According to him, the mission observed all Election Day’s procedures in 54 polling stations in Abuja, Adamawa, Akwa Ibom, Enugu, Kaduna, Kwara and Ondo.
Bandah said that in elections, security was very important; with security operatives playing a role to secure both the processes and the actual voting and enable citizens exercise their democratic right.
According to him, the team observed that there was no widespread military deployment across the country on election day, except in the North East where the threat of terrorism remains high.
“Elections were not observed in some of the local government areas (LGAs) that experienced violence and terror attacks due to some of the security risks and threats ensuing in the Nigerian political environment.”
He added that the incidences of arson, thuggery and destruction of property in the build up to the election raised doubts about the capacity of the security agencies to effectively secure the electoral process.
“These doubts were further heightened by the fire outbreaks at three Independent National Electoral Commission (INEC) offices just before the elections.”
Commenting on the Electoral Act Amendment Bill that was not assented to by President Muhammadu Buhari, Banda said that the non-enactment of the provisions of the Bill was a missed opportunity.
He added that the legal framework in Nigeria does not provide for independent candidature and out-of-country voting.
“Silence of the law on such provisions remains a gap in the legal framework which impacts on the right to stand and the right to vote.”
While commending Nigeria on the increased number of registered political parties, he said that it was indicative of a more competitive democratic space, but was not accompanied by the institutionalization of political parties.
He added that the parties remain largely driven by personalities rather than ideologies and that the increase could also be attributed to stifled internal party democracy following the acrimonious party primaries that left many aspirants disgruntled.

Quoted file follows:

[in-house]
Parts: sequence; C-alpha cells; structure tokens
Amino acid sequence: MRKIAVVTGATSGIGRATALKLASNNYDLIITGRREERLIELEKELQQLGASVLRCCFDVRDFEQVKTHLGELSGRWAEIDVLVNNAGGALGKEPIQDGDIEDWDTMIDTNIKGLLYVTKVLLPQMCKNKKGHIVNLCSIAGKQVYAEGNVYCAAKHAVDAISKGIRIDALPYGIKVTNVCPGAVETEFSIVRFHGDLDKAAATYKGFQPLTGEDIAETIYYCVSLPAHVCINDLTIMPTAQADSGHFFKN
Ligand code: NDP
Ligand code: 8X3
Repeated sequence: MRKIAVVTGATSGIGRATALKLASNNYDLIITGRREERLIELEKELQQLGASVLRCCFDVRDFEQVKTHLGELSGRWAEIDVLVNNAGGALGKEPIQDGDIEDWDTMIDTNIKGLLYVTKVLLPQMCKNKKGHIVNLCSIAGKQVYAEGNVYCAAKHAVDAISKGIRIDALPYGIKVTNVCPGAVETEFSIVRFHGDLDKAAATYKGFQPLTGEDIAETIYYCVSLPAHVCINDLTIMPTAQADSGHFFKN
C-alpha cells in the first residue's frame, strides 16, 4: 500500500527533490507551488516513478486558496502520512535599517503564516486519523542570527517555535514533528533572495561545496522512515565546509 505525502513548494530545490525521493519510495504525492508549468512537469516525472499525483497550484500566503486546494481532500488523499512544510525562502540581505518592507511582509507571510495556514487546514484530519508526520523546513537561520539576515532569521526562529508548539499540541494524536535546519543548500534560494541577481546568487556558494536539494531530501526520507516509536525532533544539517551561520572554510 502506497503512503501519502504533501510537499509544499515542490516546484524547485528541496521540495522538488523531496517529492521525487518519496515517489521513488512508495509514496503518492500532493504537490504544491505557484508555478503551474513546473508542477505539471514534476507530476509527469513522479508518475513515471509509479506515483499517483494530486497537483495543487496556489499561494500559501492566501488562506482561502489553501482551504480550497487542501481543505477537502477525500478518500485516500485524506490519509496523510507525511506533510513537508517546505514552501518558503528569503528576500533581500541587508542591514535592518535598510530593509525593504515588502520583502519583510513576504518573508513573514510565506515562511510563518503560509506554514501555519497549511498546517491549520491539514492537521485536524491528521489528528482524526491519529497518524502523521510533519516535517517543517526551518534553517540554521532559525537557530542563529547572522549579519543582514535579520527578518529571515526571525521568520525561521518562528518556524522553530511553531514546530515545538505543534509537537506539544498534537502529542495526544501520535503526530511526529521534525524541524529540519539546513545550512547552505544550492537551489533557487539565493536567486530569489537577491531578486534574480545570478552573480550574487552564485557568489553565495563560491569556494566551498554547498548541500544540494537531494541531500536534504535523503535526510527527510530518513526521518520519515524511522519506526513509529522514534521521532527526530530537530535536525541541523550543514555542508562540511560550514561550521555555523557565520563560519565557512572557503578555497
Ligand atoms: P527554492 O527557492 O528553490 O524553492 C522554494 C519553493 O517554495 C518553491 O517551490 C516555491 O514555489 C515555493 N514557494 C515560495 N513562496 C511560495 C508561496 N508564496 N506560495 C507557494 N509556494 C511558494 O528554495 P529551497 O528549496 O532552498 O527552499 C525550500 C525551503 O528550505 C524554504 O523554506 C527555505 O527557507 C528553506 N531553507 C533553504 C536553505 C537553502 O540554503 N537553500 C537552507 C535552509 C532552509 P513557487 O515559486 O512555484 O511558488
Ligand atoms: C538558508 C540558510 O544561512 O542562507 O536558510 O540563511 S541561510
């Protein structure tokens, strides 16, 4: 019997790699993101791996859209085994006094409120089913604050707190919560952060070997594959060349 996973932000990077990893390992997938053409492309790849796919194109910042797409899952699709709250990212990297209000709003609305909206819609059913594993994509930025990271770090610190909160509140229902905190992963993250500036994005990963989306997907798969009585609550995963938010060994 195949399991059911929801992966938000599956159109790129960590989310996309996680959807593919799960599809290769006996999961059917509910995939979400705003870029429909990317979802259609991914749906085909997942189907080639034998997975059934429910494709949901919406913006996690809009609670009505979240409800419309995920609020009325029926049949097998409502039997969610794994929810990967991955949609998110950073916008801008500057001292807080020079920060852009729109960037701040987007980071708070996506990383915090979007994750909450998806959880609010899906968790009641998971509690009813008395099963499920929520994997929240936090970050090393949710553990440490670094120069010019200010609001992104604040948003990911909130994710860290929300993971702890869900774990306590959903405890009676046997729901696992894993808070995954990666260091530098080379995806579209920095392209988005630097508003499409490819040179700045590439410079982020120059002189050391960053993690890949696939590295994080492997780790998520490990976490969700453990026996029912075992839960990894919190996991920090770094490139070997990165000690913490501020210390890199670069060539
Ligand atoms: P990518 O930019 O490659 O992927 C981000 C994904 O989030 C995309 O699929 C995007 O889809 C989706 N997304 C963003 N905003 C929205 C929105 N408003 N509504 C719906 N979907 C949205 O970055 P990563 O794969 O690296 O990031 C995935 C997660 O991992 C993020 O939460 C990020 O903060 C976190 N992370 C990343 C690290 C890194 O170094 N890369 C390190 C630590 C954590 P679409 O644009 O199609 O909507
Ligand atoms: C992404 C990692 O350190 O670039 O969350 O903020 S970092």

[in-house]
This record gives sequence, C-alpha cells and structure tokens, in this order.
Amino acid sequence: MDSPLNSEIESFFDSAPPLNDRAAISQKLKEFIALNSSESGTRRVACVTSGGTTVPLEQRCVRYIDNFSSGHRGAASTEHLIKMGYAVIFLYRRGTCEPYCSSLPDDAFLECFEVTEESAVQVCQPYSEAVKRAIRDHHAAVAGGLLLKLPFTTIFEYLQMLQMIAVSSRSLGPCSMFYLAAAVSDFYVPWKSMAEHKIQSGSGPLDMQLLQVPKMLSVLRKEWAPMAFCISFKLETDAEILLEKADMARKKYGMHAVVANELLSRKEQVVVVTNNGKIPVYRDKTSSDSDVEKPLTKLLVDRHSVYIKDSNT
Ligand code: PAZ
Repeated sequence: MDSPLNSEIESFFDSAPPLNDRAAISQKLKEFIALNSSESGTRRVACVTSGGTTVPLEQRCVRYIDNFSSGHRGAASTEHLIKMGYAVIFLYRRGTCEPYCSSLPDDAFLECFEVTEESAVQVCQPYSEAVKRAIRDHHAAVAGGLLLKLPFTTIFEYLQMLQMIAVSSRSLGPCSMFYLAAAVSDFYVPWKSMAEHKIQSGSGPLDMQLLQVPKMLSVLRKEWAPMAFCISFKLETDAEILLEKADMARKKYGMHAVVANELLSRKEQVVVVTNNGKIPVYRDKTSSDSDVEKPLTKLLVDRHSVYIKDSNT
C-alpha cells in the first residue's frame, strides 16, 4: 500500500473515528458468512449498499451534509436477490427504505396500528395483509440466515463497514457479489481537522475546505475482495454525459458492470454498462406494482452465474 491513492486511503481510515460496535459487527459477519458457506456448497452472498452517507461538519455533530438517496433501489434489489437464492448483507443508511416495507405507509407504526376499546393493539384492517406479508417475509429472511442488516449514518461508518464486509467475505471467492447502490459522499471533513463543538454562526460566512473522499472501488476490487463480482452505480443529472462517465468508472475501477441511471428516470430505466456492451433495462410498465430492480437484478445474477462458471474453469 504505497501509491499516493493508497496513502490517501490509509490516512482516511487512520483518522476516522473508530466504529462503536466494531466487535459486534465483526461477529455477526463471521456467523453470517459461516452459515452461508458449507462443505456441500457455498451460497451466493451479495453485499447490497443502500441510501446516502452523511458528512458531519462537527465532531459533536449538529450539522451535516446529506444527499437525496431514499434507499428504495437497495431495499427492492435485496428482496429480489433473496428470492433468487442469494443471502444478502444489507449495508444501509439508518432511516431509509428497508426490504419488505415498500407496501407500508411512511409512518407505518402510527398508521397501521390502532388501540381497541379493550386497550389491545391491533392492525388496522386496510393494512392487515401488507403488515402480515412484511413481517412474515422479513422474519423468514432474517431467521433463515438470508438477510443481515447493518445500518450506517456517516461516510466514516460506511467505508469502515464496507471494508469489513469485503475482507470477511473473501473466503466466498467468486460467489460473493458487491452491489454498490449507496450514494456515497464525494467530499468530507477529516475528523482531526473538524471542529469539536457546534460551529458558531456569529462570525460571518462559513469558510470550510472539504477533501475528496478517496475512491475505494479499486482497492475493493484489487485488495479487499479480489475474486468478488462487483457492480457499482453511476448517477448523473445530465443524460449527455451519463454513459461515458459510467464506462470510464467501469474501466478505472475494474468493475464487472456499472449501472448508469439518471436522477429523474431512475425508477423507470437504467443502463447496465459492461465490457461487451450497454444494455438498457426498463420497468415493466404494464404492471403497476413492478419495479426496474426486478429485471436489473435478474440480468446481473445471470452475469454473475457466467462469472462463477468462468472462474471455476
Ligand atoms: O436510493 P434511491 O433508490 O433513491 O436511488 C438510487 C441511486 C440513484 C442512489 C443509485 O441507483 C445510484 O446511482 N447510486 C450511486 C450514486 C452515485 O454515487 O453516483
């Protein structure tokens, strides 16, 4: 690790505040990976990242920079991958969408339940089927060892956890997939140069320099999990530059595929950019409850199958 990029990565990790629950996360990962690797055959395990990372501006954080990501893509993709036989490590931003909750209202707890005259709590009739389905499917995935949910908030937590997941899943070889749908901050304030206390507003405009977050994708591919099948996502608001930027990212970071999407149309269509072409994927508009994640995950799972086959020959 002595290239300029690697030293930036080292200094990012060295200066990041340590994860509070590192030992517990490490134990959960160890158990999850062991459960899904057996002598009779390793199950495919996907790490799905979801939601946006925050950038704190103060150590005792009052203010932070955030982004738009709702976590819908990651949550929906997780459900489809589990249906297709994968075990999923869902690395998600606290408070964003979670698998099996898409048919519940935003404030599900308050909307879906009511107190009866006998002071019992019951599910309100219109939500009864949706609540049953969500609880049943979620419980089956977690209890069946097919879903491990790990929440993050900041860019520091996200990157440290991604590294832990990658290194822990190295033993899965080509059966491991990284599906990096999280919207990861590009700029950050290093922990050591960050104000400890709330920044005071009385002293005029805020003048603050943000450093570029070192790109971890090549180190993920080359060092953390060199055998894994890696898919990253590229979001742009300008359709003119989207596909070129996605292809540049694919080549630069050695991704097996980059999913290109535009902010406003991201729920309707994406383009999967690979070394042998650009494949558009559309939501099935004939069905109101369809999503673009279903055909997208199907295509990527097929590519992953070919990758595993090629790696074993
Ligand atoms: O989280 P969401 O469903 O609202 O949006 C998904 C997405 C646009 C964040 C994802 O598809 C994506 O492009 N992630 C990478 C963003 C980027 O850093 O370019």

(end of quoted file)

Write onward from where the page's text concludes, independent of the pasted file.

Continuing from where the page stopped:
“In addition, the high pricing of nomination for electoral candidates, excludes some qualified aspirants who may not have such financial means, especially women and young people, from seeking nomination within political parties.”
According to him, of all the political parties, only the All Progressives Congress (APC) and the People’s Democratic Party (PDP), have nationwide outreach and presence.
This, he said, made political parties and individuals treat elections and elective positions as commodities to be purchased by the highest bidder.
Bandah also said that women were continually marginalised within political party structures and in general political and electoral processes in Nigeria.
He added that the nation ranked 181 out of 193 in the global Women in Parliaments ranking with only five per cent women representation in its outgoing National Assembly.
Giving the organisation’s recommendations, he said security agencies should investigate the fire incidences that occurred at INEC facilities and give account to the public on the causes of the fires.
He also said that they should investigate incidents of violence reported on Election Day and bring perpetrators to book.
He, however, commended Nigerians on their resilience even in the face of the postponement of the election from the initial scheduled dates and urged them to remain peaceful throughout the final stages of the process.